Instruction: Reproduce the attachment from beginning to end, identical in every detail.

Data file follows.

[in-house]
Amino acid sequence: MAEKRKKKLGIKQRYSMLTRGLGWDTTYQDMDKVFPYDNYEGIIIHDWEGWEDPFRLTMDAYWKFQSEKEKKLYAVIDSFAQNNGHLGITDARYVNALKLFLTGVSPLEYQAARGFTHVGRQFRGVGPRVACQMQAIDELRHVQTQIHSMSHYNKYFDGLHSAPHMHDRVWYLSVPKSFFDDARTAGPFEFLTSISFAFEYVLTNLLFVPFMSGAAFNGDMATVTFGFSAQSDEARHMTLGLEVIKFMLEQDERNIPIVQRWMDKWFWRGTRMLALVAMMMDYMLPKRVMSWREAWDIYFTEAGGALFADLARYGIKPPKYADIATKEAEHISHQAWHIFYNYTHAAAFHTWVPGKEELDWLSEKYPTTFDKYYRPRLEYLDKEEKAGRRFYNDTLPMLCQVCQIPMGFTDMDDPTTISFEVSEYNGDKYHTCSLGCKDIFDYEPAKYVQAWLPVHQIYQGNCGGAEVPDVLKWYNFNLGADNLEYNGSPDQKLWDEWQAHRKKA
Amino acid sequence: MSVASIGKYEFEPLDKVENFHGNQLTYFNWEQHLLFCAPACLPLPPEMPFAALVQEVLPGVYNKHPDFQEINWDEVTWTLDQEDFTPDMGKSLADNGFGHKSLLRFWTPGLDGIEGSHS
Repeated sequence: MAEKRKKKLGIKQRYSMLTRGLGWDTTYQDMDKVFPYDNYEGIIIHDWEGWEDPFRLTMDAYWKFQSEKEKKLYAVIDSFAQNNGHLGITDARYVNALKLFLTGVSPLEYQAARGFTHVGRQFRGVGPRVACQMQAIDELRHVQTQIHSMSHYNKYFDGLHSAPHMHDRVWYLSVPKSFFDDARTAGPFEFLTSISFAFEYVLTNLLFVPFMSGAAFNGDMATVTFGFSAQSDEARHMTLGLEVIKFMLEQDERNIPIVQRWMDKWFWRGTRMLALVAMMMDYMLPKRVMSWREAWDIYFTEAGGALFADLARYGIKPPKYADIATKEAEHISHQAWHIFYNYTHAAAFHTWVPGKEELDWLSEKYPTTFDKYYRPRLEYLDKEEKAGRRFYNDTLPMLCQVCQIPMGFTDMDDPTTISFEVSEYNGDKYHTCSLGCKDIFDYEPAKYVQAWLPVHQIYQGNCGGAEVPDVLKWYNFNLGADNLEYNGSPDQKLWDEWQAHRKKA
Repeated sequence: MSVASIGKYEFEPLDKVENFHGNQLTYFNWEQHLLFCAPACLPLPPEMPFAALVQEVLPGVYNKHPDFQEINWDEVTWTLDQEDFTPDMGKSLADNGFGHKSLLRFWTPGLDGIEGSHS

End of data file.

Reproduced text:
[in-house]
Amino acid sequence: MAEKRKKKLGIKQRYSMLTRGLGWDTTYQDMDKVFPYDNYEGIIIHDWEGWEDPFRLTMDAYWKFQSEKEKKLYAVIDSFAQNNGHLGITDARYVNALKLFLTGVSPLEYQAARGFTHVGRQFRGVGPRVACQMQAIDELRHVQTQIHSMSHYNKYFDGLHSAPHMHDRVWYLSVPKSFFDDARTAGPFEFLTSISFAFEYVLTNLLFVPFMSGAAFNGDMATVTFGFSAQSDEARHMTLGLEVIKFMLEQDERNIPIVQRWMDKWFWRGTRMLALVAMMMDYMLPKRVMSWREAWDIYFTEAGGALFADLARYGIKPPKYADIATKEAEHISHQAWHIFYNYTHAAAFHTWVPGKEELDWLSEKYPTTFDKYYRPRLEYLDKEEKAGRRFYNDTLPMLCQVCQIPMGFTDMDDPTTISFEVSEYNGDKYHTCSLGCKDIFDYEPAKYVQAWLPVHQIYQGNCGGAEVPDVLKWYNFNLGADNLEYNGSPDQKLWDEWQAHRKKA
Amino acid sequence: MSVASIGKYEFEPLDKVENFHGNQLTYFNWEQHLLFCAPACLPLPPEMPFAALVQEVLPGVYNKHPDFQEINWDEVTWTLDQEDFTPDMGKSLADNGFGHKSLLRFWTPGLDGIEGSHS
Repeated sequence: MAEKRKKKLGIKQRYSMLTRGLGWDTTYQDMDKVFPYDNYEGIIIHDWEGWEDPFRLTMDAYWKFQSEKEKKLYAVIDSFAQNNGHLGITDARYVNALKLFLTGVSPLEYQAARGFTHVGRQFRGVGPRVACQMQAIDELRHVQTQIHSMSHYNKYFDGLHSAPHMHDRVWYLSVPKSFFDDARTAGPFEFLTSISFAFEYVLTNLLFVPFMSGAAFNGDMATVTFGFSAQSDEARHMTLGLEVIKFMLEQDERNIPIVQRWMDKWFWRGTRMLALVAMMMDYMLPKRVMSWREAWDIYFTEAGGALFADLARYGIKPPKYADIATKEAEHISHQAWHIFYNYTHAAAFHTWVPGKEELDWLSEKYPTTFDKYYRPRLEYLDKEEKAGRRFYNDTLPMLCQVCQIPMGFTDMDDPTTISFEVSEYNGDKYHTCSLGCKDIFDYEPAKYVQAWLPVHQIYQGNCGGAEVPDVLKWYNFNLGADNLEYNGSPDQKLWDEWQAHRKKA
Repeated sequence: MSVASIGKYEFEPLDKVENFHGNQLTYFNWEQHLLFCAPACLPLPPEMPFAALVQEVLPGVYNKHPDFQEINWDEVTWTLDQEDFTPDMGKSLADNGFGHKSLLRFWTPGLDGIEGSHS